Punk history comes alive at the Mainline

Vicious Circles offers entertaining voyeurism in a play about a smack-happy gang of degenerates, the mysterious death of Nancy Spungen and the final days of the Sex Pistols.

Patrick Rogers as Sid Vicious in Vicious Circles

If you get off on Cockney accents, insult comedy and being a voyeur into the pathetic lives of suicidal junkies, Vicious Circles is the fix you need to scratch that itch.

Fittingly, the play is at Mainline Theatre (know your heroin lingo, kids), where the stage is strewn with old pizza boxes, beer cans and scraps of newspaper (including Cult MTL — nice!), decorous detritus of the room at the Chelsea Hotel where Sid Vicious and his girlfriend Nancy Spungen lived until her mysterious murder in 1978. (He died of an overdose four months later.) Sid’s former bandmate Johnny Rotten and sleazy Sex Pistols manager Malcolm McLaren fill the room with douchebag wisdom and insults lobbed in every direction as they sound off on the band’s implosion and Sid and Nancy’s mutually destructive relationship.

This is, of course, one of rock ’n’ roll history’s most iconic love stories, and as depraved and depressing as it is, it’s enjoyable on a certain level. Serious Sex Pistols followers will appreciate the punk rock history lesson and the love/hate dynamic between the four characters, not to mention the soundtrack.

Moreover, as a big fan of Alex Cox’s 1987 film Sid & Nancy, getting into this play was as easy as slipping into weathered leather. Like parts of the movie, the action in Vicious Circles plays out in a semi-dream state meant to mirror Sid’s drunk, junk-addled mind; the fourth wall is busted on numerous occasions, and time shifts to and fro as Nancy is alternately alive, dying or dead. Johnny at one point makes reference to Sid being 30-years dead — there’s some logic in him being the all-seeing eye, given that Johnny’s the only person portrayed here who’s still standing. He was even in the news today.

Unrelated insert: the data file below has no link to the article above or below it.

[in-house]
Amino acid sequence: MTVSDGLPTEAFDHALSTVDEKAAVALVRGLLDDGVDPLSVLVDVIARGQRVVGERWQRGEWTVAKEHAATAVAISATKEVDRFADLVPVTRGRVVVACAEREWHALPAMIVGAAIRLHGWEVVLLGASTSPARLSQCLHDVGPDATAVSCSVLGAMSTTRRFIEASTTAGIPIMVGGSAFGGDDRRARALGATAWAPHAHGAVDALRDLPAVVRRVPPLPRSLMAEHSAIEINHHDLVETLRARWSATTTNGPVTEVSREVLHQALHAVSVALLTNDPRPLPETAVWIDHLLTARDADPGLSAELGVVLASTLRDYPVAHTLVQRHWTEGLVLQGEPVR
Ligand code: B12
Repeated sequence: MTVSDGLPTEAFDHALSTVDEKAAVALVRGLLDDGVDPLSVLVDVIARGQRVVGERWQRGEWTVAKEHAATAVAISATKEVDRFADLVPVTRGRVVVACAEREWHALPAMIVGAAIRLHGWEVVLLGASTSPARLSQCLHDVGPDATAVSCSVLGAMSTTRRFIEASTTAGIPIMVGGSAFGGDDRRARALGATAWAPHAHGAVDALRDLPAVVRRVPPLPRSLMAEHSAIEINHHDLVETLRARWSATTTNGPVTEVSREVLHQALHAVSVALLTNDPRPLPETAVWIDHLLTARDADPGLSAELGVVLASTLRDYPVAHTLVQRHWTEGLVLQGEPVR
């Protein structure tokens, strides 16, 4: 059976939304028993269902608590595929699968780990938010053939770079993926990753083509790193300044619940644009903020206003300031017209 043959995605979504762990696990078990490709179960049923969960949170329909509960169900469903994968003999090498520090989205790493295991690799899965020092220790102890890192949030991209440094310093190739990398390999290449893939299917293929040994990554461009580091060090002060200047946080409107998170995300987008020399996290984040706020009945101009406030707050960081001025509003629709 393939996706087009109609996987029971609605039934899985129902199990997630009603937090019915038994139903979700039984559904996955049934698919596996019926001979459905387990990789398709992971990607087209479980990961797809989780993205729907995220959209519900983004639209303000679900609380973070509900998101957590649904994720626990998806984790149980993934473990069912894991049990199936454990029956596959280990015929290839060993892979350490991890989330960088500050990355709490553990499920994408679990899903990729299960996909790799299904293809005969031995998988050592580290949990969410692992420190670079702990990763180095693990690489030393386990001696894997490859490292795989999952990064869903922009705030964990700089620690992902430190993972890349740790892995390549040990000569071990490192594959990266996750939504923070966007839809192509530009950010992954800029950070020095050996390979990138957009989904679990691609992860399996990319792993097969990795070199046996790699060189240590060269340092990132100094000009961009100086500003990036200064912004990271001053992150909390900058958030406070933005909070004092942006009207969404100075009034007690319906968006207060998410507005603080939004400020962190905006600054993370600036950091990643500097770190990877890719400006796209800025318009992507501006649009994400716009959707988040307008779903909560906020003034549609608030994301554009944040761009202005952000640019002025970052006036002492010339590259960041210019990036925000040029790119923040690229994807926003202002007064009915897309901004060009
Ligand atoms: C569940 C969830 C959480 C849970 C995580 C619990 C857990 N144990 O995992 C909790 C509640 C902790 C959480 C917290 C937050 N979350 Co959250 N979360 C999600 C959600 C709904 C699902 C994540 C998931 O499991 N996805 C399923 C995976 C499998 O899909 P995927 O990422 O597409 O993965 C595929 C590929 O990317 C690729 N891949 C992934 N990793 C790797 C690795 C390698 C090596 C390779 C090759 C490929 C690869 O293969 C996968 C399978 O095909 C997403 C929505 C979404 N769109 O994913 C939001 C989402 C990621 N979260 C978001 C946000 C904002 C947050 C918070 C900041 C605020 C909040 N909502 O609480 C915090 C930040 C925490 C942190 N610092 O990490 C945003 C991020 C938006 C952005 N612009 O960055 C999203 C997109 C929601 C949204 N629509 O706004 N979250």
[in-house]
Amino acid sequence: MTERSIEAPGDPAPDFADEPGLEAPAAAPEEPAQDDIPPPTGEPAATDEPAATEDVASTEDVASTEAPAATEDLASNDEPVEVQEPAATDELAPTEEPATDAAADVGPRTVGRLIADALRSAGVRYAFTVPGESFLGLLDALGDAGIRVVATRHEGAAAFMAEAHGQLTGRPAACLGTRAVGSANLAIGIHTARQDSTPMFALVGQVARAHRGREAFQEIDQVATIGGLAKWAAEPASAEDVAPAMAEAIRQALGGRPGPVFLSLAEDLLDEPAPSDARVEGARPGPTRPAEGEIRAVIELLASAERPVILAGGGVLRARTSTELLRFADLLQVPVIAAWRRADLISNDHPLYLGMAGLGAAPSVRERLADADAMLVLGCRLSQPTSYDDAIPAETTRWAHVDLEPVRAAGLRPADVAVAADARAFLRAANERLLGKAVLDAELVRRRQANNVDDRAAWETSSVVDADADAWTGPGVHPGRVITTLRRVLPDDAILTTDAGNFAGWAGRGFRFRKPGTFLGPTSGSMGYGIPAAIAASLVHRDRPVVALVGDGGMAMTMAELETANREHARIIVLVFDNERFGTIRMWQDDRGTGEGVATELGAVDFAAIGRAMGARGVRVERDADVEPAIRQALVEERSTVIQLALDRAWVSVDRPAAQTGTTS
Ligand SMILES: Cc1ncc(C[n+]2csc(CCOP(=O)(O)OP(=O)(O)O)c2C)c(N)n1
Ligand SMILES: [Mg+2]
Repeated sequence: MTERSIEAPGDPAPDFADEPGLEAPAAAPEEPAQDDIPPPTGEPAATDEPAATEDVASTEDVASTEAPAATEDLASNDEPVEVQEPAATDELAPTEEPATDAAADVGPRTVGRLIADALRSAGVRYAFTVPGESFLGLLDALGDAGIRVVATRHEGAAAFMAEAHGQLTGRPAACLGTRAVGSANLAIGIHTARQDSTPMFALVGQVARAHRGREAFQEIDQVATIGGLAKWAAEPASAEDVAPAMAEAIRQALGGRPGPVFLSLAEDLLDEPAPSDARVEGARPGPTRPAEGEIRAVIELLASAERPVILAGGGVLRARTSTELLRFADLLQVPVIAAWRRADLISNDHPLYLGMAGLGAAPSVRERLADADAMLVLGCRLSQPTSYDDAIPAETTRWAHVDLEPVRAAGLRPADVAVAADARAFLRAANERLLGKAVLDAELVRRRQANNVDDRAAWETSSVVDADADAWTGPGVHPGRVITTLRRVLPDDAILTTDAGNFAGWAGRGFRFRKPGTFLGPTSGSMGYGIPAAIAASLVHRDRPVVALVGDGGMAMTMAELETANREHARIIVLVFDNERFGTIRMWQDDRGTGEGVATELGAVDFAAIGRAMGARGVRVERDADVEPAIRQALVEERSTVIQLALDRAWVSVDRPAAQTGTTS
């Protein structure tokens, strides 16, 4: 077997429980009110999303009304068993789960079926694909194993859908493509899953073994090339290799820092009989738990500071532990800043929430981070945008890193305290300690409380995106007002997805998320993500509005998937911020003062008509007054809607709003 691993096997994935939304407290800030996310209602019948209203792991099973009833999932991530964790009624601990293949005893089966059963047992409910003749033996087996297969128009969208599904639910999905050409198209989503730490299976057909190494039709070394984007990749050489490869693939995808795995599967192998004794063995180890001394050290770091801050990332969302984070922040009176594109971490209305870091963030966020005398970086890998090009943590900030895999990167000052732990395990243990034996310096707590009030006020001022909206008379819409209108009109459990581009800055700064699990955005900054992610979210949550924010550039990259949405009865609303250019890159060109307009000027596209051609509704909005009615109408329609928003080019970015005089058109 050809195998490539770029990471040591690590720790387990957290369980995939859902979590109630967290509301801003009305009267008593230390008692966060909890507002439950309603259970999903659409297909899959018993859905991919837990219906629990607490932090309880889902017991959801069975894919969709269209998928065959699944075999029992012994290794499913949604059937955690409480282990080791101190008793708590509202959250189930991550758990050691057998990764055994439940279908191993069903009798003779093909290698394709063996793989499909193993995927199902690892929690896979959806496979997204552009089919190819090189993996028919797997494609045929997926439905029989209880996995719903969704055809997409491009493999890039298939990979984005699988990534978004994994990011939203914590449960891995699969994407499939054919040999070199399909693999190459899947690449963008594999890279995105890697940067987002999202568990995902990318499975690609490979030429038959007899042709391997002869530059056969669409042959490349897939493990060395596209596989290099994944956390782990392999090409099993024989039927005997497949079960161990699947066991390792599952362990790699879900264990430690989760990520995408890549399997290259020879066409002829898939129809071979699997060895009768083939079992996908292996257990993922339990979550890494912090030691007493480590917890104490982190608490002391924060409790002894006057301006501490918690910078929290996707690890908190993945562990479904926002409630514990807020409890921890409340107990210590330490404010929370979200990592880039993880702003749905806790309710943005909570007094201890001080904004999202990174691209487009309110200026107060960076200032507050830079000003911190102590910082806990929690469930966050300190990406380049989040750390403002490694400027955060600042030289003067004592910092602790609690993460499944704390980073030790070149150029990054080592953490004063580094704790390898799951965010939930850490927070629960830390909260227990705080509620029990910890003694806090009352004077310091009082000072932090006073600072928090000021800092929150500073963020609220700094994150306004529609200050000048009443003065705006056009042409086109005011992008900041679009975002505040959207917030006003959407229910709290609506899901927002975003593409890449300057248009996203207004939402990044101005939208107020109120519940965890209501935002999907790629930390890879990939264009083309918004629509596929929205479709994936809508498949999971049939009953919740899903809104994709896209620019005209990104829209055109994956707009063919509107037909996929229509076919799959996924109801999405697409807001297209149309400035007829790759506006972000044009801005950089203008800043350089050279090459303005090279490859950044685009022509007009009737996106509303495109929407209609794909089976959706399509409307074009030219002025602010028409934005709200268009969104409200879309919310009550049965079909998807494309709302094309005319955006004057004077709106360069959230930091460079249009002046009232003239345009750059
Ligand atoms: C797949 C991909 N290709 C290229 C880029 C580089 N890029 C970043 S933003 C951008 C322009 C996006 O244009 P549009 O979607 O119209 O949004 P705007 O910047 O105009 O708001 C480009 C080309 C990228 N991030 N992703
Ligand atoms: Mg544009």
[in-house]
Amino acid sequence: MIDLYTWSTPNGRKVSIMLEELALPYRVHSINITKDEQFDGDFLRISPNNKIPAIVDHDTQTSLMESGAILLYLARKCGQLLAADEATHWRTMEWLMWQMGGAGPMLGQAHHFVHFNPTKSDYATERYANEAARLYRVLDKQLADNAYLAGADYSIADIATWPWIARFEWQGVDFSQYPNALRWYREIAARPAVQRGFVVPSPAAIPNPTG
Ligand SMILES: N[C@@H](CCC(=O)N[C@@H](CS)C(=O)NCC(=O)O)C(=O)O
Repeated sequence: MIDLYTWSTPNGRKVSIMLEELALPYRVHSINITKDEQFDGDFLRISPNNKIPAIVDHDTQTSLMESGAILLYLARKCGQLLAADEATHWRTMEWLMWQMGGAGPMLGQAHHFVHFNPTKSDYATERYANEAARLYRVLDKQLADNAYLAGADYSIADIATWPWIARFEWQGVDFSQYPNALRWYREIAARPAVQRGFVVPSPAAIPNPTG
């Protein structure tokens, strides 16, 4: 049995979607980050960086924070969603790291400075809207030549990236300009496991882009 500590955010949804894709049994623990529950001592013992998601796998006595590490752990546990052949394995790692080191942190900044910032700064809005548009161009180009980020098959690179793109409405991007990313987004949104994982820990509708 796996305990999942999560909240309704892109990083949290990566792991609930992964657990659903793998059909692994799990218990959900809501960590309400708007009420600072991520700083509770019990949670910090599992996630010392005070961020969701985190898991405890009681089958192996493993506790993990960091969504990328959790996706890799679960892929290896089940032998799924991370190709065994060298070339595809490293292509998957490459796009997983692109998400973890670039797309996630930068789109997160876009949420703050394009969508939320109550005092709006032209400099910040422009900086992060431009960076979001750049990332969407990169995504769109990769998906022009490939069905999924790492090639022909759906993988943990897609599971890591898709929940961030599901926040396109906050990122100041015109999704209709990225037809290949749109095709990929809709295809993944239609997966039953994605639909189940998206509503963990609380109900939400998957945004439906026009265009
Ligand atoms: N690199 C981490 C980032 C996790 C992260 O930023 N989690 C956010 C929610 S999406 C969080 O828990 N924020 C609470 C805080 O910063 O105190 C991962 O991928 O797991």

As Johnny, Shane Adamczak nearly stole the show, but all the actors (Patrick Rogers, Kathleen Aubert and Charles Mayer) have to be commended for bringing their characters to life so convincingly, even during the intermission, as they kept up the act in the lobby: Nancy yelled at Sid about scoring smack after he returned from an obligatory pizza run, Johnny chastised everyone in sight, including patrons, and Malcolm solicited us with bogus merch. Audience interaction during the play proper was minimal, but expect to be asked for a light, have a beer bottle lodged between your legs (uh, maybe that was the actor’s girlfriend?) and, if you’re sitting up front, have a bit of a beer shower. Johnny may also sit next to you for a while, and offer you swigs of “vodka” from a flask.

A Sex Pistols/Sid and Nancy newb might feel like these portrayals are cartoonish caricatures, and they are, as they were in the film — actually, the delivery was SO similar, I felt like I was watching Sid & Nancy outtakes. But as with Bill Murray and Johnny Depp’s nearly identical depictions of Hunter S. Thompson, that similarity lies in the fact that this is a true story about well-documented people. Everything from their attire to their accents to their hugely divergent points of view feel authentic, despite the obviously fictional dialogue and the unresolved nature of Nancy’s death. But ultimately it’s not reality, it’s entertaining voyeurism, and I’d rather spend another 90 minutes with this gang of miscreant degenerates than watch the parade of wretched hoarders and terrible parents on TV. ■

Vicious Circles plays at the Mainline Theatre (3997 St-Laurent) to May 18, Wednesdays through Saturdays, 8 p.m., $23

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